What is the Achilles tendon?
The Achilles tendon is the strongest and thickest tendon in the body. The role of the tendon is to transfer the power of the calf muscles to the foot. The tendon in general has a low blood supply and the mid-section of the tendon for this reason, in particular, is most susceptible to injury. The load on the Achilles can go up to 7 x the body weight during running, and up to approximately 4 x the body weight during walking.
Achilles tendon injury
Pain from the insertion point on the heel, up to 6 cm into the calf, represents symptoms of Achilles tendon injury.
The Achilles tendon can suffer inflammatory changes (Achilles tendonitis) but most problems are attributable to degenerative changes in the tendon (Achilles tendonosis) rather than inflammation.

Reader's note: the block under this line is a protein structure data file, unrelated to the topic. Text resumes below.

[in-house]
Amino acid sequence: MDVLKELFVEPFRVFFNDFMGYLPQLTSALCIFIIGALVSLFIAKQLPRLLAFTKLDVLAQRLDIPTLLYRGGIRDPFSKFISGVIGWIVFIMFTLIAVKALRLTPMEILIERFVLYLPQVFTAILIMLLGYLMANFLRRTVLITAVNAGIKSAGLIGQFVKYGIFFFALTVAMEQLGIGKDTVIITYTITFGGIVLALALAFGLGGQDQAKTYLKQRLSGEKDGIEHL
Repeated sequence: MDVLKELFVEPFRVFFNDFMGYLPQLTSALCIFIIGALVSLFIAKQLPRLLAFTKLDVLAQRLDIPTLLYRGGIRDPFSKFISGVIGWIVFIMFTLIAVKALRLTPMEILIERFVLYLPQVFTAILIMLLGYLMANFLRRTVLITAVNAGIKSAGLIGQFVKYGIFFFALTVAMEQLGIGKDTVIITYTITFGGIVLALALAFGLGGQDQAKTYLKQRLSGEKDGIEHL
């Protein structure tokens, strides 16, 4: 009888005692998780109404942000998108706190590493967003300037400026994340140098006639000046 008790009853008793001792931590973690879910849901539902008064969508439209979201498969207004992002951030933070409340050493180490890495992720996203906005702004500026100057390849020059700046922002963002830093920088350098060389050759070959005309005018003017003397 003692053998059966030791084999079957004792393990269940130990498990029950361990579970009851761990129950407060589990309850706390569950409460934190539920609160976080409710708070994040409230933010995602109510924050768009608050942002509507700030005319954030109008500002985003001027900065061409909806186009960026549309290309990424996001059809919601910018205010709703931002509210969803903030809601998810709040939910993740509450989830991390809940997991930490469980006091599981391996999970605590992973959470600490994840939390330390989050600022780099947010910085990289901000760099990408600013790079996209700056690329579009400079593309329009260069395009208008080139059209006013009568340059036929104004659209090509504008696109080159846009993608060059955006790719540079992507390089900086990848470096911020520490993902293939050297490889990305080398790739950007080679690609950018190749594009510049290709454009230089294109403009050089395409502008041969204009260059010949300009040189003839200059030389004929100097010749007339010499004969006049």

Factors that may lead to Achilles injury include:-
- Poor foot stability and ankle inversion/eversion control
- Incorrect gait
- Hill or uneven terrain running
- Improper footwear
- Over-pronation or over-supination
- Genetic foot alignment issues
The diagnosis of the Achilles problem requires a full assessment of the pelvis and lower limb and observation of the foot during gait. Treatment for the injury revolves around variable such as the stage of the injury (acute or chronic), biomechanical factors (e.g gait), foot position, age and activity levels.
The flowchart below demonstrates the principles for the management of various forms of Achilles tendon injury.